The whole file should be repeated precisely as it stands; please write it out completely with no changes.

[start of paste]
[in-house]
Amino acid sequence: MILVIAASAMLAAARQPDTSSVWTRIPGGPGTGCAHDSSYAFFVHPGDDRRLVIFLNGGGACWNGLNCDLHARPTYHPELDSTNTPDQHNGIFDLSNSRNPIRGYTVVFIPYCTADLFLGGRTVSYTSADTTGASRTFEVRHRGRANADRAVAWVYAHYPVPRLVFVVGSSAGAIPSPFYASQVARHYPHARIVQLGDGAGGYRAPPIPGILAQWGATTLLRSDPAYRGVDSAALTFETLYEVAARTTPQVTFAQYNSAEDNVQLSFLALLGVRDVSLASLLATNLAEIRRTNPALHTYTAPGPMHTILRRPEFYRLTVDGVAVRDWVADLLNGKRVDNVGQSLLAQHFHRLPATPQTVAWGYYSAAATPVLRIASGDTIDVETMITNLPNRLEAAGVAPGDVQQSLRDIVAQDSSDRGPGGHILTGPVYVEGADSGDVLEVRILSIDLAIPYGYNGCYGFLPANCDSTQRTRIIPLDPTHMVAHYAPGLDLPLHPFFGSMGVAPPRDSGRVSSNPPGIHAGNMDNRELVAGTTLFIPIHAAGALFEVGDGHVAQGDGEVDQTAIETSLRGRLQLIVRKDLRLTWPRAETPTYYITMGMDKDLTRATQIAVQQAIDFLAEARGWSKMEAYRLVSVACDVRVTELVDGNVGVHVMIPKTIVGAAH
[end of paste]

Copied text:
[in-house]
Amino acid sequence: MILVIAASAMLAAARQPDTSSVWTRIPGGPGTGCAHDSSYAFFVHPGDDRRLVIFLNGGGACWNGLNCDLHARPTYHPELDSTNTPDQHNGIFDLSNSRNPIRGYTVVFIPYCTADLFLGGRTVSYTSADTTGASRTFEVRHRGRANADRAVAWVYAHYPVPRLVFVVGSSAGAIPSPFYASQVARHYPHARIVQLGDGAGGYRAPPIPGILAQWGATTLLRSDPAYRGVDSAALTFETLYEVAARTTPQVTFAQYNSAEDNVQLSFLALLGVRDVSLASLLATNLAEIRRTNPALHTYTAPGPMHTILRRPEFYRLTVDGVAVRDWVADLLNGKRVDNVGQSLLAQHFHRLPATPQTVAWGYYSAAATPVLRIASGDTIDVETMITNLPNRLEAAGVAPGDVQQSLRDIVAQDSSDRGPGGHILTGPVYVEGADSGDVLEVRILSIDLAIPYGYNGCYGFLPANCDSTQRTRIIPLDPTHMVAHYAPGLDLPLHPFFGSMGVAPPRDSGRVSSNPPGIHAGNMDNRELVAGTTLFIPIHAAGALFEVGDGHVAQGDGEVDQTAIETSLRGRLQLIVRKDLRLTWPRAETPTYYITMGMDKDLTRATQIAVQQAIDFLAEARGWSKMEAYRLVSVACDVRVTELVDGNVGVHVMIPKTIVGAAH